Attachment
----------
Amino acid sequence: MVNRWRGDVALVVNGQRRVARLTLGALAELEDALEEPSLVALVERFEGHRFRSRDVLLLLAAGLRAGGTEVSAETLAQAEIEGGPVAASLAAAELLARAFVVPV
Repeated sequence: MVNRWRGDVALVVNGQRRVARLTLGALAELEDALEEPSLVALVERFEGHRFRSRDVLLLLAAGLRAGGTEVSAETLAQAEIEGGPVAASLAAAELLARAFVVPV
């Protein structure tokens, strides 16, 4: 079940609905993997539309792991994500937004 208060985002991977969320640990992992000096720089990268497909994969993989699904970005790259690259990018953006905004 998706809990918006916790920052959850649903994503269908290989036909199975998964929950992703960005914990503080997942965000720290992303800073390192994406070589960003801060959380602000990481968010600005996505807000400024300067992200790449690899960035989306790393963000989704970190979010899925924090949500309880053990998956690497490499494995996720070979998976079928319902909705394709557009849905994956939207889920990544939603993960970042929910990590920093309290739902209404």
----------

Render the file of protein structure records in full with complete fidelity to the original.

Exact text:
Amino acid sequence: MVNRWRGDVALVVNGQRRVARLTLGALAELEDALEEPSLVALVERFEGHRFRSRDVLLLLAAGLRAGGTEVSAETLAQAEIEGGPVAASLAAAELLARAFVVPV
Repeated sequence: MVNRWRGDVALVVNGQRRVARLTLGALAELEDALEEPSLVALVERFEGHRFRSRDVLLLLAAGLRAGGTEVSAETLAQAEIEGGPVAASLAAAELLARAFVVPV
């Protein structure tokens, strides 16, 4: 079940609905993997539309792991994500937004 208060985002991977969320640990992992000096720089990268497909994969993989699904970005790259690259990018953006905004 998706809990918006916790920052959850649903994503269908290989036909199975998964929950992703960005914990503080997942965000720290992303800073390192994406070589960003801060959380602000990481968010600005996505807000400024300067992200790449690899960035989306790393963000989704970190979010899925924090949500309880053990998956690497490499494995996720070979998976079928319902909705394709557009849905994956939207889920990544939603993960970042929910990590920093309290739902209404």